State Key Laboratory of Numerical Modeling for Atmospheric Sciences and
Geophysical Fluid Dynamics (LASG)
Institute of Atmospheric Physics, Chinese Academy of Sciences
Vol. 6/No.6 July 2018
[Climate predictability] Predictability of El Niño-Southern Oscillation Events
Significant progress has been made in El Niño-Southern Oscillation (ENSO) theory and predictions over the years, and ENSO has become the most successful phenomenon in short-term climate prediction. However, there still exist large uncertainties in ENSO prediction, especially the prediction of so-called Central Pacific-El Niño (CP-El Niño) remains a challenge. Thus, estimating prediction uncertainties caused by initial errors or model errors, or both, is essential to improve the accuracy of ENSO predictions. Great efforts on ENSO predictability have been done for improving ENSO prediction skill.
Recently, Profs. Duan Wansuo and Mu Mu summarized the international studies of ENSO predictability within the framework of error growth dynamics and reviewed the results and present them in an article. The article mainly covers (a) the advances in methods for studying ENSO predictability, especially those of optimal methods associated with initial errors and model errors; and (b) the applications of these optimal methods in the studies of “spring predictability barrier” (SPB), optimal precursors for ENSO events (or the source of ENSO predictability) and target observations for ENSO predictions. In this article, some of major frontiers and challenges remaining in ENSO predictability were addressed.
Fig.1 This figure is adapted from Zhang et al. (2015) and illustrates the ensemble mean of the monthly growth rates of prediction errors of the Niño-3.4 SST for El Niño events in one 20-year SST time series derived from (a) the FGOLAS-g2 (Flexible Global Ocean-Atmosphere-Land System model, Grid-point Version 2, (b) the BCC-CSM1.1 (The Beijing Climate Center Climate System Model), (c) the NorESM1-M (Norwegian Climate Center's Earth System Model). Here, the vertical axes denote the samples of initial errors; the contour lines represent the monthly growth rates of the increase (or decrease) of prediction errors, where the positive (negative) values indicate the growth (decrease) of the prediction errors. The growth rate of prediction errors in a given month was evaluated by subtracting the prediction error in this month from that in the last month. These figures show a phenomenon that ENSO forecasting has a large prediction error; in particular, prominent error growth occurs during the spring when the prediction is made before the spring. This phenomenon is the spring predictability barrier for ENSO forecasting.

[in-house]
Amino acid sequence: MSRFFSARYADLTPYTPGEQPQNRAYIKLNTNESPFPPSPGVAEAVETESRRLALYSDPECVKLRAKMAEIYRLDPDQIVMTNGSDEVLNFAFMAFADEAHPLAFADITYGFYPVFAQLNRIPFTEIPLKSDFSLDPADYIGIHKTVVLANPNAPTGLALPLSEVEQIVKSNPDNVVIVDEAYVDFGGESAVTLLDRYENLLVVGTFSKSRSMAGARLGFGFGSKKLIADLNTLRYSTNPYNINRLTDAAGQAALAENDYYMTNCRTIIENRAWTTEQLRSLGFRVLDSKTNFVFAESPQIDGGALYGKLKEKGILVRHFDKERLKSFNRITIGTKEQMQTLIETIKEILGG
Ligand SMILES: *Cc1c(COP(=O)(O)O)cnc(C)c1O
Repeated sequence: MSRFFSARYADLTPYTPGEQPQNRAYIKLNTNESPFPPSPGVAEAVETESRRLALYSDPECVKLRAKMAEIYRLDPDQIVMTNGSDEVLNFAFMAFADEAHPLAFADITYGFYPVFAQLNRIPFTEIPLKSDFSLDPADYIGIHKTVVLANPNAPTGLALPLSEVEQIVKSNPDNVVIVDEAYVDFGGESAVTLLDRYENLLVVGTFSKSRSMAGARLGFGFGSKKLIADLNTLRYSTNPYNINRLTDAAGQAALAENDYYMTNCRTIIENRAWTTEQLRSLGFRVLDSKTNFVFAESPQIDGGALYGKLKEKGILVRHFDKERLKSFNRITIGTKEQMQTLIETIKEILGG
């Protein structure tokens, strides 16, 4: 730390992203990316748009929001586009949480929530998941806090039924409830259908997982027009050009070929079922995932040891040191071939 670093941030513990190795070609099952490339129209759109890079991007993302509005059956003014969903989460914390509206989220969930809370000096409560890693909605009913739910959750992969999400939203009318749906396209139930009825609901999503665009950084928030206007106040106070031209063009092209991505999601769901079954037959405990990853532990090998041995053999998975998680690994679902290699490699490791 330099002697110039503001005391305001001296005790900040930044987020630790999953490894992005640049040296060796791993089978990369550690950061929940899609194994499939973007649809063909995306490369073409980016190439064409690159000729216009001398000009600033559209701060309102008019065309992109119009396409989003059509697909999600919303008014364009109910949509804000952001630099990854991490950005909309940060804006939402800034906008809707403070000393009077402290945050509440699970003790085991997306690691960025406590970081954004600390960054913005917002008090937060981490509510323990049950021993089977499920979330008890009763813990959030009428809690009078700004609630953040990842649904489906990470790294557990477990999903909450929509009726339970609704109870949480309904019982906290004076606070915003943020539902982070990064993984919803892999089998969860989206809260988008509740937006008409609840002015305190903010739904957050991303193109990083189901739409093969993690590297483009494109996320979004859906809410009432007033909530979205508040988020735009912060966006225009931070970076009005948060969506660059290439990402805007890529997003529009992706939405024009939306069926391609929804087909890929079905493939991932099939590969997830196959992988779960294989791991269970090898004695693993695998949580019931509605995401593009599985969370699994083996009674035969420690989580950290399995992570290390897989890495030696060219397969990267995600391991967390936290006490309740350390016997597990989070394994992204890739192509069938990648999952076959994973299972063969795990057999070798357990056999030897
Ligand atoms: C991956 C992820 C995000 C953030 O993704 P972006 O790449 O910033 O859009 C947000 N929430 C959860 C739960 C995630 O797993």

Predictability of El Niño-Southern Oscillation Events. Wansuo Duan, Mu Mu, Oxford Research Encyclopedia of Climate Science, 2018. doi:10.1093/acrefore/9780190228620.013.80
Contact: DUAN Wansuo, email@example.com
Editors:Wangchuanyi(firstname.lastname@example.org); Zhouwenling(email@example.com); Lisiying(firstname.lastname@example.org)